Background. Lymphoproliferative disease is a well recognized complication of organ transplantation and in many cases is associated with Epstein‐Barr virus (EBV) infection. It is widely thought that posttransplantation lymphoproliferative disease (PTLPD) arises from recipient lymphoid cells. However, solid organ allografts are likely to include donor lymphoid tissue around or within the transplanted organ. Therefore, it is possible that transplanted donor lymphocytes may proliferate to form PTLPD. Methods. The genetic origin of tumor cells was determined by microsatellite DNA fingerprinting using the polymerase chain reaction (PCR). Their EBV association and clonality were established by PCR amplification of DNA extracted from formalin fixed, paraffin embedded tissue using primers to conserved regions of the EBV genome and the immunoglobulin heavy chain gene, respectively. Results. The authors have demonstrated two cases of lymphoproliferative disease that were derived from donor lymphocytes in orthotopic liver transplant recipients. In both cases, the proliferating cells were EBV DNA positive. Furthermore, the PTLPD was restricted to allograft tissue around the porta hepatis. However, the two cases differed in their clonal properties and response to treatment: one case was oligoclonal and regressed after antiviral therapy and a modest reduction of immunosuppression, whereas the other contained two clonal populations and was controlled only after treatment with antineoplastic chemotherapy. Conclusion. This study has demonstrated two cases of PTLPD that were derived from donor lymphoid tissue. Although both cases were associated with EBV and remained localized to allograft tissue, their clonality and response to therapy differed.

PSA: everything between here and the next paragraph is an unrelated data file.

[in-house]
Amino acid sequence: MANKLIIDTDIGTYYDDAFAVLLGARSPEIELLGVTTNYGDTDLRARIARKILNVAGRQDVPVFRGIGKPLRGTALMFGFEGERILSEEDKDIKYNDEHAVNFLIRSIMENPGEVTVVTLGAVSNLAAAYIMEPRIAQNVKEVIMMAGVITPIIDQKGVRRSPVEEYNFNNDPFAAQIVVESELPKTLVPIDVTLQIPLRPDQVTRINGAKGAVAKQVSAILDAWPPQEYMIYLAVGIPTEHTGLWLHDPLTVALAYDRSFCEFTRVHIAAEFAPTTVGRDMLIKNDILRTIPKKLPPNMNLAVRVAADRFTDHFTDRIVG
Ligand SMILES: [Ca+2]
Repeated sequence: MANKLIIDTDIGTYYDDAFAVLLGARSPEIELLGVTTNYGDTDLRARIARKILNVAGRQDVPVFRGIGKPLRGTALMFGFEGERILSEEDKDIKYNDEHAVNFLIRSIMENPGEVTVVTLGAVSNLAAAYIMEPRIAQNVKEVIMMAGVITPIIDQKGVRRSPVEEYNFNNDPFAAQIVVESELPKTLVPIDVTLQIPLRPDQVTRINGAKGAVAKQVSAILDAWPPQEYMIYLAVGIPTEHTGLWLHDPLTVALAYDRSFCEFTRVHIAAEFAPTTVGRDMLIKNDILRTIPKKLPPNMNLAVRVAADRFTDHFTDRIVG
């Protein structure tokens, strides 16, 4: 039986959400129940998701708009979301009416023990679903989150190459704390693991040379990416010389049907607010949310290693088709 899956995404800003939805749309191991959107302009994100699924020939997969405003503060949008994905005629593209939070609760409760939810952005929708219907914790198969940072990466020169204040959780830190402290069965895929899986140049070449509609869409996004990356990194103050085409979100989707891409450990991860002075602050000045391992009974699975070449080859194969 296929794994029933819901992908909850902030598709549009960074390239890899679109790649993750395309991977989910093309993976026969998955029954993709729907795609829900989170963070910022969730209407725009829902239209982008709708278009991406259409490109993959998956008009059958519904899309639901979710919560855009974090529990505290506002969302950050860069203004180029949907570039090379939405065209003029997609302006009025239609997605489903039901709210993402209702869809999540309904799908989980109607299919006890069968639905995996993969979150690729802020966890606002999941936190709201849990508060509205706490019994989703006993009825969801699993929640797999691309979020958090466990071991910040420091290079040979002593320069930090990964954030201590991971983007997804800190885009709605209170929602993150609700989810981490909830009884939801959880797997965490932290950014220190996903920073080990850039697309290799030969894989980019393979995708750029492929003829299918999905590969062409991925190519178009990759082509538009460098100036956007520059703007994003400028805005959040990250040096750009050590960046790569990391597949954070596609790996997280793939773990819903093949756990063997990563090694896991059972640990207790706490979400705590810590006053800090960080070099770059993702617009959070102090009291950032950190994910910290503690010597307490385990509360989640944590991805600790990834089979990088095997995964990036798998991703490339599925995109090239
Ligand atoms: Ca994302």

|Number of pages||6|
|Publication status||Published - 1 Jan 1994|
- DNA fingerprinting
- Epstein‐Barr virus
- liver transplantation
- lymphoproliferative disorders
- polymerase chain reaction